Anterior Cruciate Ligament Tear
The knee has four main ligaments, one of which is the anterior cruciate ligament (ACL). It is essential for maintaining stability in the knee and preventing exaggerated, damaging movements. A tearing injury to the ACL can result in instability and imbalance, interfering with sports and everyday activities. This can lead to accidents due to the knee 'giving out', and requires medical attention.
Symptoms of Anterior Cruciate Ligament Tear
An anterior cruciate ligament tear may initially result in pain to the knee and inflammation in the area. The knee might feel wobbly or unstable, but this can be harder to detect without a professional (depending on the severity of the tear). Sometimes these can be the most prominent symptoms, but a regular consequence of ACL tearing is a sports injury provoked due to the knee instability. This can occur at the time of tearing or later. A popping sound is often heard, followed by the knee giving out and collapsing beneath the athlete.
Causes of Anterior Cruciate Ligament Tear
anterior cruciate ligament tearing is usually a sports injury. In approximately 4 out of 5 cases the tearing is caused by a non-contact injury, meaning that there is no hard collision with a fellow competitor. Instead it is certain movements that mostly lead to the injury, especially landing badly from a jump or fall (as in high or long jumping) or using the knee as a pivot. Pivoting occurs when the athlete remains secure on the spot but turns or rotates the body using the knee. Outside of sport a car accident or incident at work is usually the cause. Gender can also be a factor, with women more likely to sustain an ACL tear than men.
Medical Treatment of Anterior Cruciate Ligament Tear
The doctor will use a physical examination to assess the knee instability and torn ligament. They may also use an MRI or other scan to see the anterior cruciate ligament tear and any additional knee injuries. A major tear will often require anterior cruciate ligament reconstruction surgery for people who are active and dependent on their anterior cruciate ligament, such as athletes participating in demanding sports with constant turning and pivoting (e.g. basketball, rugby, or football). The doctor will determine whether this is the best option or if more conservative measures are sufficient. The normal surgical procedure reconstructs the ligament with the aid of a different ligament or tendon. Around 90% of patients have successful surgery, but in some other cases it may not fully eliminate the problem, with the risk of knee complications such as rigidity and ongoing instability.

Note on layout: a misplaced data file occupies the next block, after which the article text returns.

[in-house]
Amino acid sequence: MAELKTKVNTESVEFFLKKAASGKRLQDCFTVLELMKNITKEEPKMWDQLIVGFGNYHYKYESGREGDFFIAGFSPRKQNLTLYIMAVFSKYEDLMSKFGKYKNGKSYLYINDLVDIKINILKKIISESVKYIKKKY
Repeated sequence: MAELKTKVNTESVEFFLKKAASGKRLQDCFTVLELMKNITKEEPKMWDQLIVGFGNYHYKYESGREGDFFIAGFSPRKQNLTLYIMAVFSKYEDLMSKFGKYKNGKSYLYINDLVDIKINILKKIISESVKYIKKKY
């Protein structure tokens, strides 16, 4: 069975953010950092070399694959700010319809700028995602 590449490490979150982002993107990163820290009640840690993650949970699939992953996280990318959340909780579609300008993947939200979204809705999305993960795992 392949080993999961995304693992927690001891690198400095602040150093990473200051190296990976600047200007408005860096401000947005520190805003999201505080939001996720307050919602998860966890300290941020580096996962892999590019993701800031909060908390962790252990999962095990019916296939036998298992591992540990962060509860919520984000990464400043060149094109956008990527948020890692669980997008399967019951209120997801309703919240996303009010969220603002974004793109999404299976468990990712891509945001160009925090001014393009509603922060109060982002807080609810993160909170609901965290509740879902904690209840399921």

Rehabilitation of an Anterior Cruciate Ligament Tear
Post-operative rehab is crucial for complete recovery following an anterior cruciate ligament reconstruction. This helps to build up flexibility, movement and strength in the area, while also safeguarding against future recurrence of the injury by increasing knee stability. The process will be gradual, as moving too quickly can lead to further injury. A doctor or therapist should guide you through the stages.
- Anterior Cruciate Ligament Tear
- anterior knee pain
- baker cyst
- calf strain
- fibula stress fracture
- hamstring strain
- hamstring tendinopathy
- iliotibial band syndrome
- lateral ligament sprain
- medial ligament sprain
- meniscus tear
- patellar tendinopathy
- patellofemoral instability
- patellofemoral syndrome
- pellegrini stieda syndrome
- popliteus tendinitis
- Posterior Cruciate Ligament Tear
- sesamoid injuries
- sever disease
- sinding larsen and johansson syndrome
- tibialis anterior tendinopathy
- tibia fractures
- tibialis posterior tendinopathy
- Boot Stud Injuries
- Pes Anserinus